Eyes on the prize

But despite the rocky financial entree into adulthood, Millennials — roughly defined as those born between 1980 and 1999 — have a lot going for them. They’re quick on the draw with technology, generally display more entrepreneurial drive than previous generations, and have an “intense curiosity” and mission to succeed, said Sophia Bera, a Millennial and founder of Gen Y Planning. “I actually see more opportunities than challenges,” she added.

But getting Millennials to remain focused on a retirement that could be 40 or more years away means convincing them to invest early, think long-term, and take advantage of tax-advantaged accounts and company matches, where available. If they can ignore stock-market volatility, day-to-day economic news, and stay focused on the end goal, they have a time horizon that will pay them back in spades.

Millennials with high-paying jobs would be well-advised to save the bulk of their salary early. Even if retirement saving is stalled or slowed later on due to major events in life, such as marriage, children or job loss, the money they invest early will fund a nice nest egg.

“If they put $50,000 in a 401(k) at age 25 and don’t touch it, assuming a [annual] seven percent return, they’ll have $800,000 or more by the time they’re 65, just through the compound value of money,” said Brandon Honcoop, senior vice president and senior portfolio manager with RBC Wealth Management. “I really stress to Millennials that they need to take the long-term approach. Every 10 years they delay starting, they have to save double.”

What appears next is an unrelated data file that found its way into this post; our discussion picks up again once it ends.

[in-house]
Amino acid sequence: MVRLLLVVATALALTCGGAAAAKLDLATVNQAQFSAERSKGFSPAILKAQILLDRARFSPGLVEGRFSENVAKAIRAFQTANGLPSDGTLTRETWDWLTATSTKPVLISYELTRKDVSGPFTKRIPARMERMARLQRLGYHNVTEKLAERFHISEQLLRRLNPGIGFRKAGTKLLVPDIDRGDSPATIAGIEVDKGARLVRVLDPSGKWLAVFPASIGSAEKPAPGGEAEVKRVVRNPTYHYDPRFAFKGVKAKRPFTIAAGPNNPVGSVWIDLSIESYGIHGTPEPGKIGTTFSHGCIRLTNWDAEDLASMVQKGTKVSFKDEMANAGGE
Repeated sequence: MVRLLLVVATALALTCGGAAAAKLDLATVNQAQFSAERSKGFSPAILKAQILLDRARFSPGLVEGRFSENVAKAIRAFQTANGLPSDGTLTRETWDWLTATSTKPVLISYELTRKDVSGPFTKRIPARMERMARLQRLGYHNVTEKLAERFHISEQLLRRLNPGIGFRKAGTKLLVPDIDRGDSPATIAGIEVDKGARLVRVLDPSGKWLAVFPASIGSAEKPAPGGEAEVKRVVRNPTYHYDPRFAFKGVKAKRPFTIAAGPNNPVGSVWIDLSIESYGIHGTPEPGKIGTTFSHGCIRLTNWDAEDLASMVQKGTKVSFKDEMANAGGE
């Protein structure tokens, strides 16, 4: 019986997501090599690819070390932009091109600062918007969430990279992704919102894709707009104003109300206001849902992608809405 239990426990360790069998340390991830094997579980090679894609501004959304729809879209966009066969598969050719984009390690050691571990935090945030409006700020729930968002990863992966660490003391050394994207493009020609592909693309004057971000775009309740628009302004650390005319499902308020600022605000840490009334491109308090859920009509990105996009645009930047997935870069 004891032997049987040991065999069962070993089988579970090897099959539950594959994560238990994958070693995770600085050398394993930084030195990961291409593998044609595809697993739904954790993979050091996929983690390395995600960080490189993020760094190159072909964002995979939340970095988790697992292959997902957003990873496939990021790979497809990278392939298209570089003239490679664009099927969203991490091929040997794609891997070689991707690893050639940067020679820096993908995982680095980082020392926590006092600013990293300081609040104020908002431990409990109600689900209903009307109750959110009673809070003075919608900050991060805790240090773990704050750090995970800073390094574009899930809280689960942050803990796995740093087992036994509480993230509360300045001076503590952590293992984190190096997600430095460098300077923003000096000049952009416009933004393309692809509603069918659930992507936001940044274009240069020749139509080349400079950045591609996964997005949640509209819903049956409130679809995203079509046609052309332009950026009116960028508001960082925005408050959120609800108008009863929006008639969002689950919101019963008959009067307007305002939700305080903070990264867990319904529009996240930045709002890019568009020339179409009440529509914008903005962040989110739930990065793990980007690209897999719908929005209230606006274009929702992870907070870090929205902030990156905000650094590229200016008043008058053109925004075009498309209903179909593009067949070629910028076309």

A new view on the market

Today’s roller coaster stock market would give any investor pause, but Millennials have extra reason to be leery, said Rick Friedman, senior vice president and financial advisor for RBC Wealth Management. “I don’t think they trust the market in general. Part of the reason is they’ve never seen a normalized cycle, compared with the Baby Boomer generation, who witnessed the markets climbing during the ’80s and ’90s,” he said. “We weren’t having these swings of a hundred points a day, or thousands of points a week.